Bones--Stator from a 340 F/A with a hub that is too small to fit a `75 crank & engine has a single carb....You most likely got the hub froma `77/78 - 340 F/A, doo you have the whole engine  The stator from that engine would work great in a `73/75 conversion.

Bones--900 magnetos, you are gonna` have to look through a bunch aren`t `ya  ( yeh I know)  
The magneto hub/magnet ring you need has the numbers 212 416 028,  12V 75/23W stamped on the magnet ring. On the hub is 865 460, (same number as on the CDI hub). On inside of the hub it will look similar to CD hub, the CD hub has a sleeve in the center with a prong on it that excites the CD trigger as it passes it. The Bk Pt hub also has a center sleeve type thing but is a "encentric" to operate the points where as the other conventional Rotax systems have a encentric sleeve that slips over the crank shaft that locks into a centrifigal advance lever to operate the points.
FYI: there is not a encentric sleeve big enough to fit over the "big" 75 crank stub !!!!
Using the stator from any `77/78 F/A 340 - 440 is a great choice or a stator from any `74/79 type 440 engine is also great as these stators have wires that are the right length to work good. Also on the `77/78 F/A engines or the `74/79 type 440 is a bracket that bolts to the crank case below the carb that the coils mount to, this bracket will bolt to the `75 case to mount the coils to.
Once you have the above equipment. Get some "NEW" Bosch points, the aftermarket points are not worth a damm. Install the points on the stator. Install stator & mag hub into engine. Set the breaker points to max opening of .014 TO .018" ( preference to .016" ).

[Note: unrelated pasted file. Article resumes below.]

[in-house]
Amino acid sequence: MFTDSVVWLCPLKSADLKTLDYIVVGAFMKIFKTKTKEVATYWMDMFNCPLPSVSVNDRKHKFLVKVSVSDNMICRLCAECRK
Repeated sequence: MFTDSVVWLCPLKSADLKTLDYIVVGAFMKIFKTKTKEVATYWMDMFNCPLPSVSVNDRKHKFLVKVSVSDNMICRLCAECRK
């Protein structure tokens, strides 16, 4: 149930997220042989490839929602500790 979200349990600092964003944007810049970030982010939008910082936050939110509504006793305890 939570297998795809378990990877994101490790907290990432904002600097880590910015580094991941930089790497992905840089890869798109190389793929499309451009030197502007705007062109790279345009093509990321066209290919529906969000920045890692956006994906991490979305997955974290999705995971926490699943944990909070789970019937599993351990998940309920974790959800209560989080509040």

Now get a TDC ( top dead center ) gauge. Install the TDC gauge into one of the spark plug holes ( either one ).
Rotate engine to find TDC, ( looking at engine from the mag end ), rotate engine counter clock wise to get the piston at .119" BTDC (before top dead center ). On the end of the crank case ( the part that the magneto is in ) there is a hole that you can see the fly wheel through. Around this hole is 3 marks, using the center mark as a main giude, is there now a mark on the flywheel that lines up with the center mark   ( while holding at .119 " BTDC), if yes good, if not make a mark on the flywheel coresponding to the center hole mark. Repeat this procedure for the other cylinder, it will be 180 degrees different on the fly wheel. Making the marks is optional, you can & should go by the dial when setting timing, but marks are good for future if you don` have a guage.
Now you need a signal device of some kind. You can buy audible tone signal devices etc. I simply use a sled head light bulb & a tiny 12V trickle charger for power ( 12V battery works fine).
OK, on the stator, from one set of points is a blue wire & from other set is a Blue/red wire ( in run mode these wires are connected to the high tension coils ), the wires at this time are not connected to the coils.
Assuming you are using a light bulb...You need a wire from the positive side of the bulb & a wire from the ground side of bulb.
Connect the power supply + to + side of bulb, - side of bulb to the blue wre ( blue is mag side, upper set of points, if you get the stator in as normal ) from stator, - side of power to engne case ( grd) . Now slowly rotate engine, light will be dim for part of rotation & bright for part of rotation, one set of points is now functioning as a "switch". After a couple of test turns to get the feel of the light. Install the TDC gauge in the mag side plug hole, find TDC, rotate engine counter about 1/4 turn, light sould be bright, now slowly rotate to right, when bulb dims, the points have opened & spark occures !!!
When the bulb went dim, take note of where the TDC gauge is ( maybe at .150" BTDC ? ). Do not make any adjustments yet. Install TDC gauge in PTO side plug hole. Connect the blue/red wire to bulb & repeat same procedure as above. Lets assume it also was at .150" BTDC, then you loosen the two screws holding the stator plate in place & rotate the stator to the right ( all rotate directions are looking at engine from mag end). If both sides were the same ie;.150", then you will only need to check one side after rotating stator until you think you have that side at the .119" BTDC, then check/confirm other side.